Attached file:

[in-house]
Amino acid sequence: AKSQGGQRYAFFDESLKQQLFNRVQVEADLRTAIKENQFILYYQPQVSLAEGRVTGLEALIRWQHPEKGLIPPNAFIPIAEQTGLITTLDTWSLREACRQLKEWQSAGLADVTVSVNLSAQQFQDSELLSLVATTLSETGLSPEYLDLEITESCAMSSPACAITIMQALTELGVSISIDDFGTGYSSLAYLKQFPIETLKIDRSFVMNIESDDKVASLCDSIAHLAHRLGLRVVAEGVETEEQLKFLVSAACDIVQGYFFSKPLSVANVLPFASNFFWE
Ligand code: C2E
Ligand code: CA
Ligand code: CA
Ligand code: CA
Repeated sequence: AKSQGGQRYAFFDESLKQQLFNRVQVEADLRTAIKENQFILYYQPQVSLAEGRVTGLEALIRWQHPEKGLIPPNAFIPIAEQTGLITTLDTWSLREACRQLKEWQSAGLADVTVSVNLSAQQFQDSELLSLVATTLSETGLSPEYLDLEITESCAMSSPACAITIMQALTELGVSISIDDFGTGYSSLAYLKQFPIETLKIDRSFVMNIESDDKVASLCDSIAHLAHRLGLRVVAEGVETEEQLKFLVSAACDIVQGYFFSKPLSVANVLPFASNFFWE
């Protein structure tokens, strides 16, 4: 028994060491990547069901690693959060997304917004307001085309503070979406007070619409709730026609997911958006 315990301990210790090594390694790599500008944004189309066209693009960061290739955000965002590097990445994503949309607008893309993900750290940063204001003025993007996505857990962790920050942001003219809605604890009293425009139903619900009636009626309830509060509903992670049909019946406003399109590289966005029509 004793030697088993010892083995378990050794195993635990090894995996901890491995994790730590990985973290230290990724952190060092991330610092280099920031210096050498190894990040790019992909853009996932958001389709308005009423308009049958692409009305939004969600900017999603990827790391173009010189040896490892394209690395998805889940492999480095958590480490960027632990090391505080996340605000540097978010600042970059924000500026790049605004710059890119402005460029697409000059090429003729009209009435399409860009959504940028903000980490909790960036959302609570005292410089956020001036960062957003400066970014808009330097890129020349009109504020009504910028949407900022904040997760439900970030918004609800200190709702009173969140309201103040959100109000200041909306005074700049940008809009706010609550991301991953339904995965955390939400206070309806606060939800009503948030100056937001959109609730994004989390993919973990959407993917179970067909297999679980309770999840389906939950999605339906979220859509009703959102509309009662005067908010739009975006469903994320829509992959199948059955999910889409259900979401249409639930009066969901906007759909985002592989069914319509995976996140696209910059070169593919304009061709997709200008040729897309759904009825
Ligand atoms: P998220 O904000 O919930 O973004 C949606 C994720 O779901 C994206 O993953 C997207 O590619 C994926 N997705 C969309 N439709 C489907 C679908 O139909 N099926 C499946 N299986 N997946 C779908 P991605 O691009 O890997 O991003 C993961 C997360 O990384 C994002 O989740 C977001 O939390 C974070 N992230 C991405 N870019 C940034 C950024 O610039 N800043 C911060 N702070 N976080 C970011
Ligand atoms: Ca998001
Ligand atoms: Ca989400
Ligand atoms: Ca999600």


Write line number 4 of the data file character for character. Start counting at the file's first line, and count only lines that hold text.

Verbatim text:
Ligand code: CA